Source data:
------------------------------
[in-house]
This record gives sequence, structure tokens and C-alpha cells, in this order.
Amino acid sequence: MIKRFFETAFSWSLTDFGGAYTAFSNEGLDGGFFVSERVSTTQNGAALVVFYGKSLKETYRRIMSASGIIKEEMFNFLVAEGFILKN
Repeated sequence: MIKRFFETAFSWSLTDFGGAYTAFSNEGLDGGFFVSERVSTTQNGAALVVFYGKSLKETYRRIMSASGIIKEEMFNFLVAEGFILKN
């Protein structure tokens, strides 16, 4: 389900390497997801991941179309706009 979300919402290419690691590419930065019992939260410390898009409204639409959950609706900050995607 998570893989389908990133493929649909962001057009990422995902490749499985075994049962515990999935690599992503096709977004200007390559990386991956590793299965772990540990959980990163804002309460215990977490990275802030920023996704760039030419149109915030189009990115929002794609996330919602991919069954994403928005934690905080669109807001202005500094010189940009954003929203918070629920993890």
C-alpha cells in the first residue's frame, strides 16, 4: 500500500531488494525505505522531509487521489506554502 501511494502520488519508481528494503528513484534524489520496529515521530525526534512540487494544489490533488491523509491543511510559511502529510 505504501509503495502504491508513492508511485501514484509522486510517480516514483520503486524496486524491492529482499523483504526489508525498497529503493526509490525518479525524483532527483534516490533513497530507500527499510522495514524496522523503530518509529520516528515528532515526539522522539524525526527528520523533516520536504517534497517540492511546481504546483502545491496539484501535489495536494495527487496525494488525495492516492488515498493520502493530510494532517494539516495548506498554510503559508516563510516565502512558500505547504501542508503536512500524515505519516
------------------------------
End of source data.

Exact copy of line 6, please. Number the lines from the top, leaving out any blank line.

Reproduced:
C-alpha cells in the first residue's frame, strides 16, 4: 500500500531488494525505505522531509487521489506554502 501511494502520488519508481528494503528513484534524489520496529515521530525526534512540487494544489490533488491523509491543511510559511502529510 505504501509503495502504491508513492508511485501514484509522486510517480516514483520503486524496486524491492529482499523483504526489508525498497529503493526509490525518479525524483532527483534516490533513497530507500527499510522495514524496522523503530518509529520516528515528532515526539522522539524525526527528520523533516520536504517534497517540492511546481504546483502545491496539484501535489495536494495527487496525494488525495492516492488515498493520502493530510494532517494539516495548506498554510503559508516563510516565502512558500505547504501542508503536512500524515505519516